But the drought didn’t end when the channel reopened.
Barges have only been able to transport goods down the historically shallow Mississippi because the US Army Corps of Engineers has been constantly vacuuming the bottom of the river.
“There was a few months of pretty intense management,” Lou Dell’Orco, chief of operations and readiness at the USACE St. Louis district, told Insider.
USACE maintains a nine-foot-deep channel down the Mississippi River, so that ships and barges can travel freely.
To keep that channel open, Dell’Orco had to bring in extra dredges from other districts.
At some points, three vessels were operating 24/7, traveling to chokepoints in the St. Louis area, dropping their suction tubes to the bottom of the river, inhaling material from the riverbed, and transporting it through tubes to designated disposal sites — like “a giant vacuum cleaner,” in Dell’Orco’s words.
“Our dredge can fill up an Olympic-sized pool about every hour,” he said.
It’s normal for USACE to keep one dredge at work 24/7 throughout the season, but not two or three, Dell’Orco said.
A four-day break during a cold snap around Christmas gave crews time to do minor maintenance on the vessels. One of the dredges left the district around that time, and the second one left St. Louis last week, Dell’Orco said.
More rain and snow have improved conditions on the river, and it looks like the end of the crisis is on the horizon.
“Commerce is moving with no restrictions relative to drought,” Deb Calhoun, senior vice president at the Waterways Council, a group that advocates for modern waterway infrastructure, told Insider in an email. “We will be watching for high water next, which is something that normally happens around this time of year.”
Dell’Orco expects his teams can stop dredging by the end of January.
Since July, the St. Louis district has dredged about 9 million cubic yards of material from the bottom of the river in about 70 locations, Dell’Orco said. In a normal year, they would only dredge 3 million to 4 million cubic yards.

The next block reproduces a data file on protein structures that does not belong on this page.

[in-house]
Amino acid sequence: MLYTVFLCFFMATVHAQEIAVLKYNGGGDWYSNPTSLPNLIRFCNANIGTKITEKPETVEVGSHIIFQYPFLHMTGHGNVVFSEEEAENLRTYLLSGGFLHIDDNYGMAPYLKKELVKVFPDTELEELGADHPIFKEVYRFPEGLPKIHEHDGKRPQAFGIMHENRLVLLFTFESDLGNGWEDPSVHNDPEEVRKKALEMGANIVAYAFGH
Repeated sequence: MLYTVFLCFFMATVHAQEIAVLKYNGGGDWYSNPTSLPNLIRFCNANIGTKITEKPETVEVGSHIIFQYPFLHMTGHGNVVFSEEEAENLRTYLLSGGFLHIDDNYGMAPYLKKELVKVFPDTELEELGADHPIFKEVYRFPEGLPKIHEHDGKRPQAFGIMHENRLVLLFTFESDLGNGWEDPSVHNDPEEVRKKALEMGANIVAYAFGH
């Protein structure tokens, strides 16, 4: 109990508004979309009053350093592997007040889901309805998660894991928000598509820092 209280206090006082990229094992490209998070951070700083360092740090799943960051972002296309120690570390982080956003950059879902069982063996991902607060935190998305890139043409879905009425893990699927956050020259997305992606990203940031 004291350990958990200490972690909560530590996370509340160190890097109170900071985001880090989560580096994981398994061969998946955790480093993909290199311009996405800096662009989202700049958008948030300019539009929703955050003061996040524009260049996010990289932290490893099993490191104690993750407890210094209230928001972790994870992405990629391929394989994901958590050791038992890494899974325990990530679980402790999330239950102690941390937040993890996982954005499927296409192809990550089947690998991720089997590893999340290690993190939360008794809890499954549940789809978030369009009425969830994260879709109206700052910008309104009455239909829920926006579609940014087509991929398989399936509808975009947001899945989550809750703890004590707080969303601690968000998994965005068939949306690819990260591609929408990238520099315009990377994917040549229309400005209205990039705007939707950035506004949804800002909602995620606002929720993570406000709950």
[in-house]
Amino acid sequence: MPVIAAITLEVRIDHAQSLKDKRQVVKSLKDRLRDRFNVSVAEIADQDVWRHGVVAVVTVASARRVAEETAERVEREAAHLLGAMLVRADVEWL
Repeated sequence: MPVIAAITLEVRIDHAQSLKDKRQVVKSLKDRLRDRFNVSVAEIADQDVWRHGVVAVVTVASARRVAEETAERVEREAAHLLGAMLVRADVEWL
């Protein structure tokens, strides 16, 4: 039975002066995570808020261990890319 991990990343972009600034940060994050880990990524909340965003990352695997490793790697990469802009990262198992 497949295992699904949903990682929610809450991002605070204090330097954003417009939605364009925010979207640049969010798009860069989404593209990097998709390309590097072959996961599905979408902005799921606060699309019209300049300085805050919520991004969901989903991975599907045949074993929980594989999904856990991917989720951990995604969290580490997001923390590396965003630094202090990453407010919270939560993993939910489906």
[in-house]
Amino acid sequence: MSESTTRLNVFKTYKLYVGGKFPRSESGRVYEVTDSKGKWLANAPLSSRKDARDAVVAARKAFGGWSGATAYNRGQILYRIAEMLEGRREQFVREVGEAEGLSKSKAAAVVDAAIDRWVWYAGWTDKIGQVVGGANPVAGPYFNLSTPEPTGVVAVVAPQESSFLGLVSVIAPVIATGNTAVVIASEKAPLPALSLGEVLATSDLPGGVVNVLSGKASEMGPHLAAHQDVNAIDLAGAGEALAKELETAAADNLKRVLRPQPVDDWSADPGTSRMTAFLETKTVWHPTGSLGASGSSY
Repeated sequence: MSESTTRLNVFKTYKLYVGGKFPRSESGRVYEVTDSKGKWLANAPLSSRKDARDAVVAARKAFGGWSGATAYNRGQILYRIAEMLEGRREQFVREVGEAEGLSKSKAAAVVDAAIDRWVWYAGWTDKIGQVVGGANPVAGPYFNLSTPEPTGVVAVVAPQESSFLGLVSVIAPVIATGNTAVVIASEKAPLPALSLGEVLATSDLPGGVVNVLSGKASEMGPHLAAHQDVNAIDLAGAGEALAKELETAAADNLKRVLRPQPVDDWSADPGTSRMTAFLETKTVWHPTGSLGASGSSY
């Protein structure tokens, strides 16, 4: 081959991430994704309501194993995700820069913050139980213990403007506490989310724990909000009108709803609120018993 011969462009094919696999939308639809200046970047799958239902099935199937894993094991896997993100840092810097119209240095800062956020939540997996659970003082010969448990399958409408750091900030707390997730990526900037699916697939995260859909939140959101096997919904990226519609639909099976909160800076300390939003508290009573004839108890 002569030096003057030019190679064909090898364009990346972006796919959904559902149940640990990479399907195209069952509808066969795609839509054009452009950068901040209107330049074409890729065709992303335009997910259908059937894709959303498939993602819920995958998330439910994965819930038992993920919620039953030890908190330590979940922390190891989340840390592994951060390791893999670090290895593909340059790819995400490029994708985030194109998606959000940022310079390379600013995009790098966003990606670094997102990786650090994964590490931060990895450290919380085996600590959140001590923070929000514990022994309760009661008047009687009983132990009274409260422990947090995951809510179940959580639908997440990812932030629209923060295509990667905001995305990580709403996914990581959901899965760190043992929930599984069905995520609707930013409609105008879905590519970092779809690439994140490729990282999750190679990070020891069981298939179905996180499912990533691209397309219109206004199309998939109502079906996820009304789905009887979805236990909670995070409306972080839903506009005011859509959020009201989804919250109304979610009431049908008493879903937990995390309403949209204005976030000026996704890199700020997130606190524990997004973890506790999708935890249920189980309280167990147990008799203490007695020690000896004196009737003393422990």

That’s more than 2,700 Olympic swimming pools of material removed from the river bottom, compared to just 1,000 Olympic swimming pools in a normal season.
This year the dredging season has also stretched at least 100 days longer than normal, Dell’Orco added.
He estimates that it costs about $6.5 million to operate two dredges for a month. Throw in a third dredge, and he said USACE is looking at $10 million per month.
Climate change could make droughts like this year’s more common
The last time the Mississippi dropped to such extreme lows and required this much management was in 2012.
No research has directly linked these particular drought events to climate change. But scientists are confident that rising temperatures will amplify droughts across much of the US.
In this case, a summer of record heat waves baked away some of the river’s water, and then a flash drought struck the Ohio and Missouri river valleys, robbing the Mississippi of the snowpack that usually feeds it.
It’s unclear how climate change will affect the Mississippi River in the long term, AccuWeather meteorologist Paul Pastelok previously told Insider. But it’s possible that the river’s drought cycle accelerates.
Instead of every 10 to 15 years, for example, drought could strike the river every five to 10 years.
Forecast maps show the Mississippi’s drought may end soon
Much of the Mississippi River basin is still classified in a drought, including the lower regions that help farmers transport grain for export, according to the US Drought Monitor.
That could end in the next few weeks, though. Forecasts from the National Weather Service’s Climate Prediction Center offer hope that drought will alleviate across much of the Mississippi River basin in February.
Above-average precipitation across the northern Midwest could help replenish the river throughout the month. That’s when Calhoun and Dell’Orco will be on the lookout for flooding.
After that, forecasts show there could be no drought conditions across the Mississippi River basin for the first time in months.
That would give Dell’Orco’s team time to do maintenance on their vessel before the dredging season begins again in July.
“It’s really a shorter maintenance season. You’ve got March through the middle of June to to get it ready to go,” Dell’Orco said.
That shouldn’t be a problem, he added. But still, “it’s a 90-year-old vessel. It needs a lot of TLC.”
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